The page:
Companies Say They Are Better Prepared to Host Virtual Annual
Meetings This Year
Berkshire Hathaway, Pfizer are adding more interactive tools,
including live questions and video streams to AGMs
Attendees with a cardboard cutout of Berkshire Hathaway Inc.
Chairman and CEO Warren Buffett during the company’s 2019 annual
meeting in Omaha, Neb. Companies such as Berkshire Hathaway are
increasing opportunities for shareholders and investors to
interact with management during virtual annual shareholder
PHOTO: HOUSTON COFIELD/BLOOMBERG NEWS
April 26, 2021 8:00 am ET
of the companies that are once again hosting their annual shareholder
meetings virtually this year are hoping to improve the experience for
investors, many of whom felt muted last year after the sudden shift to
Warren Buffett’s Berkshire
Hathaway Inc., pharmaceutical
giant Pfizer Inc. and
Dutch software and services company Wolters
Kluwer NV are among the companies working to increase
interaction with their shareholders, from allowing investors to pose
live questions and interact with management, allocating more time for
questions to incorporating new videoconferencing tools.
bulk of annual investor meetings—which take months of
preparation—usually is held between mid-April and June. Last spring,
many businesses abruptly switched
to remote events after lockdown orders and restrictions
were put in place to slow the spread of the coronavirus pandemic. The
last-minute changes to a virtual format resulted in shorter meetings,
fewer direct questions and technical glitches that prevented some
shareholders from voting.
year, 346 companies, or 86% of a total of 403 in the S&P 500 that
filed their proxy statement through April 22, said they would hold
their annual shareholder meeting remotely as large physical gatherings
remain restricted, according to data provider MyLogIQ.
Wolters Kluwer CFO Kevin Entricken
PHOTO: WOLTERS KLUWER NV
Many of these companies say they are better prepared for virtual meetings. Their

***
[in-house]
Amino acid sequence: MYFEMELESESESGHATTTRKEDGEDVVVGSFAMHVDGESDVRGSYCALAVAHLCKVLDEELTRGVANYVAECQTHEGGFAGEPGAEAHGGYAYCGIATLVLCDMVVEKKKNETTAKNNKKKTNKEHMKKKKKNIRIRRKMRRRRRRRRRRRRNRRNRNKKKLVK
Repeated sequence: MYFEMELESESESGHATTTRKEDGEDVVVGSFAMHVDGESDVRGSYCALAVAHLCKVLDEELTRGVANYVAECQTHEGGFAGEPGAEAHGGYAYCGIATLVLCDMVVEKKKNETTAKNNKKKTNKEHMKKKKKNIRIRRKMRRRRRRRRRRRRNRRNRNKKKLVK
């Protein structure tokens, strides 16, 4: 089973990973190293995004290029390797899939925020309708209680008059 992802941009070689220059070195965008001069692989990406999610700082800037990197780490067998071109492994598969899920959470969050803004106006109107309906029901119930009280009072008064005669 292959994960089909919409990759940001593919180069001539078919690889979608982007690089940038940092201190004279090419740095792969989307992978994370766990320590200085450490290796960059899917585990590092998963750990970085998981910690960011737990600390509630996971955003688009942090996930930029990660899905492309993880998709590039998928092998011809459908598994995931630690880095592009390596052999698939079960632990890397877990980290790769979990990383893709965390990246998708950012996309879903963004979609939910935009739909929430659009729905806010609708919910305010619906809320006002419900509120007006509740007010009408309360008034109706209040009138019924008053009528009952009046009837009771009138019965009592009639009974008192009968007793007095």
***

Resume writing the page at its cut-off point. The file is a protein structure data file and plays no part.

efforts also come as many investor-relations departments look for new ways to
connect with more shareholders to address the recent surge in individual
“Investors expect public companies to do a better job
this year of providing meaningful ways for their shareholders to
participate in virtual annual meetings,” said Amy Borrus, executive
director at the Council of Institutional Investors, an investor group
representing pension funds and other big money managers, “Unlike last
proxy season, corporate executives have had a year to plan and work
out any kinks.”
Berkshire Hathaway, which used to welcome tens of
thousands of investors a year to Omaha, Neb., for instance, will
allocate 3½ hours for Q&A during its annual event on May 1.
Note: Includes companies that filed their proxy statement
through April 22. Hybrid meetings aren't included in the data.
That amount of time is unusual, said Miriam Schwartz-Ziv, a senior lecturer at
the Hebrew University in Jerusalem who has researched virtual shareholder
meetings. Still, for Berkshire, the 2½ hours of Q&A at last
year’s event was less than half the time it allocated for previous
in-person events, she said. The company didn’t immediately respond to a request
U.S. securities regulators also are watching closely,
even though annual shareholder meetings are largely governed by state
law. “We strongly encourage companies to look at virtual meetings as
an opportunity to enhance but not stifle shareholder participation and
voting,” John Coates, acting director of the corporate finance